Reflections on LGBTQ+ Rights, Acceptance, and Safety Around the World Since Stonewall
June 28th, 2023 | Viewpoint
June 28th, 2023 | Viewpoint
As we head into the final stretch of Pride month and the anniversary of Stonewall here in the U.S., I’ve been thinking a lot about the state of the LGBTQ+ rights, acceptance, and safety in the world today; some dread as we slide back in many places, but ultimately hopeful that we’ll come through these days stronger and determined to never give up.
Let’s start with how far we’ve come. I’m 57 years old and if you had told the teenage me that I would be living my life openly gay, happy, fulfilled, and surrounded by friends, I would have thought you were nuts. I’ve been blessed with a family that always loved and cared for me; that was never in doubt. I know that isn’t the case for many and I don’t take it for granted. But it isn’t just about being accepted by your family. I lucked out 33 years ago when l landed at JSI. It may have taken me a while to inch out of the closet at work, to trust that it would be okay, but once I did, I was met with nothing but support. For me, JSI has always been a place to which I could bring my advocacy, passion, smarts, curiosity, and everything else to work. When I first took on leadership of the HIV Center, I said to Joel Lamstein, founder and former president and CEO of JSI, that I wouldn’t be in the closet about being gay or living with HIV. He responded that I wasn’t expected to. Again, 18-year-old me would have been floored. JSI has always followed words with actions, be it the provision of health insurance in the days before gay and lesbian couples could marry to implementing a comprehensive HIV prevention and treatment access program, including ARVs for staff and their families around the globe long before PEPFAR.
But everything today is not rosy, that is for sure. The news has been filled with stories of Uganda and its new laws, which make it a crime to self-identify as gay, lesbian, or transgender and includes the death penalty for “aggravated homosexuality.” There are fears that other countries in the region will follow suit. For me, the situation is particularly depressing. I have spent a lot of time supporting some brilliant Ugandan public health leaders’ and community activists’ efforts to implement comprehensive, people-centered HIV programs. During my time there, I was open about being gay and HIV+. People had questions, often a lot of them, but were always respectful. Friends invited me into their homes because they wanted to know how they could support gay and lesbian family members and those they loved. It pains me to know that now I can’t step foot in the country without putting myself or others at risk.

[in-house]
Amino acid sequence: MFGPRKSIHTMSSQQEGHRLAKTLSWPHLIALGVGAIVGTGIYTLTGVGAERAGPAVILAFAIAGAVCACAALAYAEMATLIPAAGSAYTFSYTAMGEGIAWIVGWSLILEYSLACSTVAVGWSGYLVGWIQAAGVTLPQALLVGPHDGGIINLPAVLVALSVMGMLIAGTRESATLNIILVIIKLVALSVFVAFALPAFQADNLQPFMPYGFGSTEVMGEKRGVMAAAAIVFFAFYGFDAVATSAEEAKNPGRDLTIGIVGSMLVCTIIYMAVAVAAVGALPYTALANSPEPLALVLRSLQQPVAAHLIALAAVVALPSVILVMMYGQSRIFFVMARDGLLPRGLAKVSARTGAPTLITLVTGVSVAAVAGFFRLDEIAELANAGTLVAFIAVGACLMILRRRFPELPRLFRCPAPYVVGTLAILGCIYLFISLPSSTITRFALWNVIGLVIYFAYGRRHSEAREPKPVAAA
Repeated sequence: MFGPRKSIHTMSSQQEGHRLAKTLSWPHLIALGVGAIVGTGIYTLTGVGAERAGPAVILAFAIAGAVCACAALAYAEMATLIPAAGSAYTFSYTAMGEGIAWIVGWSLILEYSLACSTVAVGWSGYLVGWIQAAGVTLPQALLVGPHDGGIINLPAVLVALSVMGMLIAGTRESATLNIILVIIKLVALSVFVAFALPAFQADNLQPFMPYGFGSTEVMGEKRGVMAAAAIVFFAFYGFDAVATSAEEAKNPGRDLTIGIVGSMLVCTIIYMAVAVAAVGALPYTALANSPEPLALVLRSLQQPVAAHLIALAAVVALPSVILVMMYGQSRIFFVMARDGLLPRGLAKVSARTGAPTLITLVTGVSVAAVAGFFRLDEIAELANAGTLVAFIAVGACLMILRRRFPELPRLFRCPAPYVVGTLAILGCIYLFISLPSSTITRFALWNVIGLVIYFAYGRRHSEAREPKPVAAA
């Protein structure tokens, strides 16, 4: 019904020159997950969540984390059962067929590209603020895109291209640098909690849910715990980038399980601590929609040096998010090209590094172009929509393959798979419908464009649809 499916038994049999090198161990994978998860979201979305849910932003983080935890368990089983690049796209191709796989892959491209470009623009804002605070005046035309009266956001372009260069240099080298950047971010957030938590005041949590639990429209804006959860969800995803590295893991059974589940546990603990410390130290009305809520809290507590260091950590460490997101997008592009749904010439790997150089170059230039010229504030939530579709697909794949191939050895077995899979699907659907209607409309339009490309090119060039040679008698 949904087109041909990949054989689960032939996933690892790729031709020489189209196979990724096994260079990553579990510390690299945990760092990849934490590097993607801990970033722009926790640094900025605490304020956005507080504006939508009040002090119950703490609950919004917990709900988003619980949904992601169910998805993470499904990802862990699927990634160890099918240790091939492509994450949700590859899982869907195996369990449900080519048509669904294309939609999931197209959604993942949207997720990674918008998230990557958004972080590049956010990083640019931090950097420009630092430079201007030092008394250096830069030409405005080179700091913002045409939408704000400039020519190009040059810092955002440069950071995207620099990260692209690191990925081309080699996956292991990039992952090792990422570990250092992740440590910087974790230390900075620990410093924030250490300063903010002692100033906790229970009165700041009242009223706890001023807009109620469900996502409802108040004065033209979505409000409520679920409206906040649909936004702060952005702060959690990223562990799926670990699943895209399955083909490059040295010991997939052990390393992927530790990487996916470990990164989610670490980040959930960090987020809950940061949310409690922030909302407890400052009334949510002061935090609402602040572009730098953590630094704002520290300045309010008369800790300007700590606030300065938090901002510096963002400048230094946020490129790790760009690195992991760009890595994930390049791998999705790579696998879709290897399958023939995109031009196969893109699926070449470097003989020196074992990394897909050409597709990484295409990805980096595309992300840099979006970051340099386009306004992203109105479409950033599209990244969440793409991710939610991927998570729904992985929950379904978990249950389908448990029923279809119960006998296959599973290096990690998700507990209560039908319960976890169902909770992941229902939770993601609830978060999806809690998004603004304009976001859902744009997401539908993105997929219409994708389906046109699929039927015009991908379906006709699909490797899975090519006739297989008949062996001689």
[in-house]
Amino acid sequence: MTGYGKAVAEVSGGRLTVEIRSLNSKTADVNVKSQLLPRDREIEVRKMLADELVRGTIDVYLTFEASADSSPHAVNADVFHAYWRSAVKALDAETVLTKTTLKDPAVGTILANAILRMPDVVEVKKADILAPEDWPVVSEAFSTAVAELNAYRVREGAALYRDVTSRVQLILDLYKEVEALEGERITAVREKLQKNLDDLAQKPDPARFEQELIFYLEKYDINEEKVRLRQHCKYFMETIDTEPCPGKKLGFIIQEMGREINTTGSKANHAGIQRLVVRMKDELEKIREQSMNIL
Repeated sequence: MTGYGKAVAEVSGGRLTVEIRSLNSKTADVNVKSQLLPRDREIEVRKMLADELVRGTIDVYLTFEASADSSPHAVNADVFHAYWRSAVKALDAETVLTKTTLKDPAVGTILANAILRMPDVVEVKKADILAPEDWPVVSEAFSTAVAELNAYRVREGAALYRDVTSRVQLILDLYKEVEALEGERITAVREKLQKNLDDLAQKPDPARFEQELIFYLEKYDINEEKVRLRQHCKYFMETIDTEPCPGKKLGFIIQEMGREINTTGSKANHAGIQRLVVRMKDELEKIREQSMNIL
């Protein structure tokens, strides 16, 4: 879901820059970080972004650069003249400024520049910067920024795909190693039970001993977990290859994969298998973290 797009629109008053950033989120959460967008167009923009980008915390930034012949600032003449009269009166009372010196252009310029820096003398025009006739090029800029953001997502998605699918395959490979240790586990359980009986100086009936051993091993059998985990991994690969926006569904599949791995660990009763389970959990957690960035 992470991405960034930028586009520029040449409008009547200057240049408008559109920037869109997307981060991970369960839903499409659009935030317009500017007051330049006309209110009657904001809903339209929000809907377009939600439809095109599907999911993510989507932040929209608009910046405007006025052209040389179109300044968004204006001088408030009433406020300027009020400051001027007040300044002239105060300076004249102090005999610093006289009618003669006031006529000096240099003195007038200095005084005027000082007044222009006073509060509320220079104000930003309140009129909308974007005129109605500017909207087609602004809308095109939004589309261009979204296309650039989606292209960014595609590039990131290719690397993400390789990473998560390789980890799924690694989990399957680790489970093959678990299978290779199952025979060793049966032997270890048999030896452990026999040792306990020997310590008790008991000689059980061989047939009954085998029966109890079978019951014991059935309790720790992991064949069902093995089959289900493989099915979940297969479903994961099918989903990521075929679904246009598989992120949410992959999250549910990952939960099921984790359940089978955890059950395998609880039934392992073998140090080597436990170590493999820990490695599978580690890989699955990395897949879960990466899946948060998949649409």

But let’s be clear, this willful march backward and government efforts to stigmatize and marginalize the LGBTQ+ community is happening here, right in our own country. The Human Rights Campaign has identified 75 state laws enacted this year that put basic rights at risk. In Florida, it is the law of the land that medical providers can refuse to provide care to any person identified as LGBTQ+ if it offends their religious beliefs. Tennessee is prepared to forfeit millions of federal dollars for HIV prevention services because those funds would have to ensure access to services for gay men, men who have sex with men, and transgender men and women. In a recent Pew Charitable Trust poll, 60% of Americans said an employer should be able to deny rights to an LGBTQ+ employee if providing those rights could be interpreted as acceptance. In May, the Department of Homeland Security reported that threats by domestic extremists against the LGBTQ+ community, including school-based programs, are on the rise across the country. These are chilling and painful reminders that nothing is settled.
So what do we do? Sit back? Sorry, but that isn’t an option. We’ve fought too long and hard to be heard and seen and for the government and communities to act. It’s time for all of us, especially those who are privileged with supportive family, friends, community, and workplaces, to act up. We know when laws, policies, work benefits, actions, and words hinder our and others’ ability to live our true lives. We must take bold actions to challenge transgressive policies and laws at every level of government, and use our economic power to influence discriminatory private company practices. At the same time, we and our allies must speak up when our families, colleagues, friends, and communities talk and act in ways that harm and try to make us smaller, to behave, to conform. We owe it to ourselves to be ourselves. Not one more step backward.
By Andrew Fullem, Chief Strategy and Innovation Officer